Filling the machine learning toolbox
The traditional method of materials discovery and analysis –– which Nagesh followed to get to the 365 MOFs –– has always been reliable, showing a high degree of accuracy in the predictions. The problem –– which he experienced –– was the time and computing power required to sort through relatively modest numbers of molecules.
The alternative was machine learning, a rapidly growing subset of artificial intelligence where algorithms and statistical models are used to train computers to identify patterns of outcomes based on existing data sets or situations. Arvind’s lab has recent and highly-impactful experience with this methodology: in the past few months, both Vishal and Gokul published about new methods using algorithms to find better zeolites for carbon capture.
Vishal created and tested a new methodology for preliminary simplified analysis that sifted through large numbers of candidate molecules, identifying those that should be subject to more detailed study. In this way, he screened almost 120,000 zeolites for carbon capture suitability, cutting that pool down to just 7,000 materials which could then be examined in greater depth.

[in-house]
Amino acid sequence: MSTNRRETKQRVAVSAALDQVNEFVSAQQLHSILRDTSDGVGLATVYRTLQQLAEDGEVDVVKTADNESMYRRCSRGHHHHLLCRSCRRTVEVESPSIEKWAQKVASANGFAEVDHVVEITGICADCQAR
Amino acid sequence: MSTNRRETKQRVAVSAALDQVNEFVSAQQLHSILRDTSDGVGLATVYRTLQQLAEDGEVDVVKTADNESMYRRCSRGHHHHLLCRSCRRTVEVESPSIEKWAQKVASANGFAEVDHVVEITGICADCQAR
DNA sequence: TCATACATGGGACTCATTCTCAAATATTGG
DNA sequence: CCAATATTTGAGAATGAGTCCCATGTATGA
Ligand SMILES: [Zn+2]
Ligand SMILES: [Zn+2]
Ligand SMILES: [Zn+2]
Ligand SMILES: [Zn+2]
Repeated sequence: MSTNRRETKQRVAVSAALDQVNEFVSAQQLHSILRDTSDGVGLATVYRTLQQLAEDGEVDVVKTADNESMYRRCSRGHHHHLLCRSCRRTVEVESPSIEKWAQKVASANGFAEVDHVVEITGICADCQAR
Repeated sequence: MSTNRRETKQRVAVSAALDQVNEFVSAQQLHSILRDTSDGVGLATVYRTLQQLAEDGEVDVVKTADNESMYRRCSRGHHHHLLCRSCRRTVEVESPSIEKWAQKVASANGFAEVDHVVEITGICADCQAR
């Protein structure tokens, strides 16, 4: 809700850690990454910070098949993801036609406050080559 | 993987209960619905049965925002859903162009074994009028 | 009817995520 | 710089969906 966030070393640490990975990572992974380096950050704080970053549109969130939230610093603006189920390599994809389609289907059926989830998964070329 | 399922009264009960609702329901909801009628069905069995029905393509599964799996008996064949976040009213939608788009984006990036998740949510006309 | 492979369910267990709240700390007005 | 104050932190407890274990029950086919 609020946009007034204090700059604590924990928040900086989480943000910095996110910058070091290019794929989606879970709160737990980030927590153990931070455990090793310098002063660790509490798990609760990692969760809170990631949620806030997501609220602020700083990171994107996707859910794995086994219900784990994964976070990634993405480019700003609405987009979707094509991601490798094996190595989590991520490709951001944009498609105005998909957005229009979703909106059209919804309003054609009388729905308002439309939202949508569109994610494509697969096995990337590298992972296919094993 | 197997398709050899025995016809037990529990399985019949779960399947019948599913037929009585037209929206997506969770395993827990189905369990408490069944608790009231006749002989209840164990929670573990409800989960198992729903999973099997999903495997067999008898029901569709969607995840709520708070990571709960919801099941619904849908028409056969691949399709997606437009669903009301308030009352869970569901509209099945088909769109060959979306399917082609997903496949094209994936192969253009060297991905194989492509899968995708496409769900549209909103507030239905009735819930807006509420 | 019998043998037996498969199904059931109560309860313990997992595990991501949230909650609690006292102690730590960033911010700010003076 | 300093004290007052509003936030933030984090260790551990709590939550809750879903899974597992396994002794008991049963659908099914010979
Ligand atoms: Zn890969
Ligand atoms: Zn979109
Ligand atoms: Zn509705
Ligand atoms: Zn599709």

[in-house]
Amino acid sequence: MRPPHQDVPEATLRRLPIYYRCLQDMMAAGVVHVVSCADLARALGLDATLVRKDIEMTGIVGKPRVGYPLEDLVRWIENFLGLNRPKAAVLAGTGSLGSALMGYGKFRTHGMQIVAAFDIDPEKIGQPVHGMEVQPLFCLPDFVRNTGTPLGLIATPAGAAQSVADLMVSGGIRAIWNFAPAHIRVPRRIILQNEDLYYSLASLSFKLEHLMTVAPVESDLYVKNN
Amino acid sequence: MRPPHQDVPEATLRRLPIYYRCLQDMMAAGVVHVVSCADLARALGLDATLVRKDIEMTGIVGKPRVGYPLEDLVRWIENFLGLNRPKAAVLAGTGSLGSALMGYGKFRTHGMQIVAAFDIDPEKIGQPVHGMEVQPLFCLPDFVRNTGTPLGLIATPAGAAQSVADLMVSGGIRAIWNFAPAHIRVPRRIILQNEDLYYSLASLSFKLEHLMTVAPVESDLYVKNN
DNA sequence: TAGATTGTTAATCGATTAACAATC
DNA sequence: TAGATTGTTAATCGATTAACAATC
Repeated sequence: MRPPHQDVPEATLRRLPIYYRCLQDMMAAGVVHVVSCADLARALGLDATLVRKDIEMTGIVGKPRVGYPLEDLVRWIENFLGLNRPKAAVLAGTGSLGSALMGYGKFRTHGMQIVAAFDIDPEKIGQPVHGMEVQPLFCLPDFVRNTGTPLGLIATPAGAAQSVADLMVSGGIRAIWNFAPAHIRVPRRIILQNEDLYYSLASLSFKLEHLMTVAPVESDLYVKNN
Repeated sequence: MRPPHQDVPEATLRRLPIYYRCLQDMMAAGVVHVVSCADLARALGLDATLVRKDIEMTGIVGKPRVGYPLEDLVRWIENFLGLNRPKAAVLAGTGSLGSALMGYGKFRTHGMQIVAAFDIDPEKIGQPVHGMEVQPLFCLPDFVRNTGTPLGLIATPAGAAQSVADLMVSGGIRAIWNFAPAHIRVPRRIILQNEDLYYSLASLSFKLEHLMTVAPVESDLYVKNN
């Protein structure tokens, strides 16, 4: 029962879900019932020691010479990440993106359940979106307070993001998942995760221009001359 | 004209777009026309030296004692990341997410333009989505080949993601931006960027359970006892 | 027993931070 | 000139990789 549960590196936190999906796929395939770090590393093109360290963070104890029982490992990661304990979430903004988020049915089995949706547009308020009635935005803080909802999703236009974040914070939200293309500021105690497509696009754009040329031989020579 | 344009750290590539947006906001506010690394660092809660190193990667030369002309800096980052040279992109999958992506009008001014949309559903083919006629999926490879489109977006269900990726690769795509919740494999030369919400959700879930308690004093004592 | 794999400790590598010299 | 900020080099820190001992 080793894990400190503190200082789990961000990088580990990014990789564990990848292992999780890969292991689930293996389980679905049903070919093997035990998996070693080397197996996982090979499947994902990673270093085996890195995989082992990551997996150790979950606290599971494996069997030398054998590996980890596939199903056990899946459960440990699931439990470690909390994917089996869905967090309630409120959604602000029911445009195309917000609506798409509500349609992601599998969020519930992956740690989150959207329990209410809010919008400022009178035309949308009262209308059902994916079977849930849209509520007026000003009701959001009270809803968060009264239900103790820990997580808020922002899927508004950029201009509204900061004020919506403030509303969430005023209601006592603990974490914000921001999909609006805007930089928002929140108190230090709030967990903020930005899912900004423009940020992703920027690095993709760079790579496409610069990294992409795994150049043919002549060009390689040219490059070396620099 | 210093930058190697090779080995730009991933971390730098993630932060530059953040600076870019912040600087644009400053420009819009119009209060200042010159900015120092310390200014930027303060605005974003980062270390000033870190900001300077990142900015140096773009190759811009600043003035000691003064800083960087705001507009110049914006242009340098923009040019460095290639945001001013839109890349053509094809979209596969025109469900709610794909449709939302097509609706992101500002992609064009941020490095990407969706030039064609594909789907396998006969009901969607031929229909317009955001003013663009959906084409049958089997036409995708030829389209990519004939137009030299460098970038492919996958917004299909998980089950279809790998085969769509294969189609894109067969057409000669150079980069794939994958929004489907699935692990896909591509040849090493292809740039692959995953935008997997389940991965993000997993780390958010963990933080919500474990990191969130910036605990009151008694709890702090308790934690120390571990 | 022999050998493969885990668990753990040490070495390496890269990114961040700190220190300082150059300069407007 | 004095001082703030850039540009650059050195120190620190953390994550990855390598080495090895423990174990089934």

“We took a process that would have required tens of thousands of hours, and turned it into days. From that smaller pool, we knew we’d have a better chance of finding something that would work,” he explained at the time.
In a fraction of the time that would have been typically required, his method allowed the team to identify a material, zeolite-13x, that was 17 percent more efficient than the industry standard –– work that was published in ACS Sustainable Chemistry & Engineering.
Gokul took the work further, designing a machine learning algorithm that would allow a computer to predict –– sight unseen –– whether a material will yield an improvement on carbon capture efficiency. After being trained on the known carbon capture properties of zeolites, this tool was able to accurately identify zeolites with strong potential, without requiring intensive simulation modelling.
“Doing this cuts the computer processing required by a factor of twenty,” Gokul said at the time. The advancements, accomplished in collaboration with FES researchers Vinay Prasad and Zukui Li, would allow the testing of many more zeolites than would have been otherwise possible. It was published in Industrial & Engineering Chemistry Research.
On the strength of this pioneering work, Gokul was subsequently accepted to visit and research at SINTEF in Norway –– a world leader in carbon capture. Meanwhile, Nagesh is using the same methods to create equally exciting progress for MOFs.
Custom tool with endless potential